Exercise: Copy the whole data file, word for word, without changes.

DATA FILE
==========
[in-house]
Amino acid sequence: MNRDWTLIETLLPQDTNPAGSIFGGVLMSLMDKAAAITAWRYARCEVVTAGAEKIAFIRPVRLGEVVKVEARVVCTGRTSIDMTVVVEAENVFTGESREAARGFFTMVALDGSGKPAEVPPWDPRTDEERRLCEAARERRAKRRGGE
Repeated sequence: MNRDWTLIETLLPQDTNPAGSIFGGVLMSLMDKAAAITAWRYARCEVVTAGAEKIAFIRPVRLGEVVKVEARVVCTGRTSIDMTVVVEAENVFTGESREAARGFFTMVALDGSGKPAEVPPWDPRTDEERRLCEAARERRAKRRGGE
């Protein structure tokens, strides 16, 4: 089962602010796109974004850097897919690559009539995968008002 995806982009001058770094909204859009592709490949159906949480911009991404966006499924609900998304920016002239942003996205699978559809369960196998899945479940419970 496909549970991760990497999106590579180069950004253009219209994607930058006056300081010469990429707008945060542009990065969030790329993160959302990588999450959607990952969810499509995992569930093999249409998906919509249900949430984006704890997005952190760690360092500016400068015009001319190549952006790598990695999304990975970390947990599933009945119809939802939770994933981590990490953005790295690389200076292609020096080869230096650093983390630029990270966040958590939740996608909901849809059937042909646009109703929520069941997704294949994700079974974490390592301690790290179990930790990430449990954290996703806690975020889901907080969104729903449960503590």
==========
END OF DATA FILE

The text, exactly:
[in-house]
Amino acid sequence: MNRDWTLIETLLPQDTNPAGSIFGGVLMSLMDKAAAITAWRYARCEVVTAGAEKIAFIRPVRLGEVVKVEARVVCTGRTSIDMTVVVEAENVFTGESREAARGFFTMVALDGSGKPAEVPPWDPRTDEERRLCEAARERRAKRRGGE
Repeated sequence: MNRDWTLIETLLPQDTNPAGSIFGGVLMSLMDKAAAITAWRYARCEVVTAGAEKIAFIRPVRLGEVVKVEARVVCTGRTSIDMTVVVEAENVFTGESREAARGFFTMVALDGSGKPAEVPPWDPRTDEERRLCEAARERRAKRRGGE
């Protein structure tokens, strides 16, 4: 089962602010796109974004850097897919690559009539995968008002 995806982009001058770094909204859009592709490949159906949480911009991404966006499924609900998304920016002239942003996205699978559809369960196998899945479940419970 496909549970991760990497999106590579180069950004253009219209994607930058006056300081010469990429707008945060542009990065969030790329993160959302990588999450959607990952969810499509995992569930093999249409998906919509249900949430984006704890997005952190760690360092500016400068015009001319190549952006790598990695999304990975970390947990599933009945119809939802939770994933981590990490953005790295690389200076292609020096080869230096650093983390630029990270966040958590939740996608909901849809059937042909646009109703929520069941997704294949994700079974974490390592301690790290179990930790990430449990954290996703806690975020889901907080969104729903449960503590």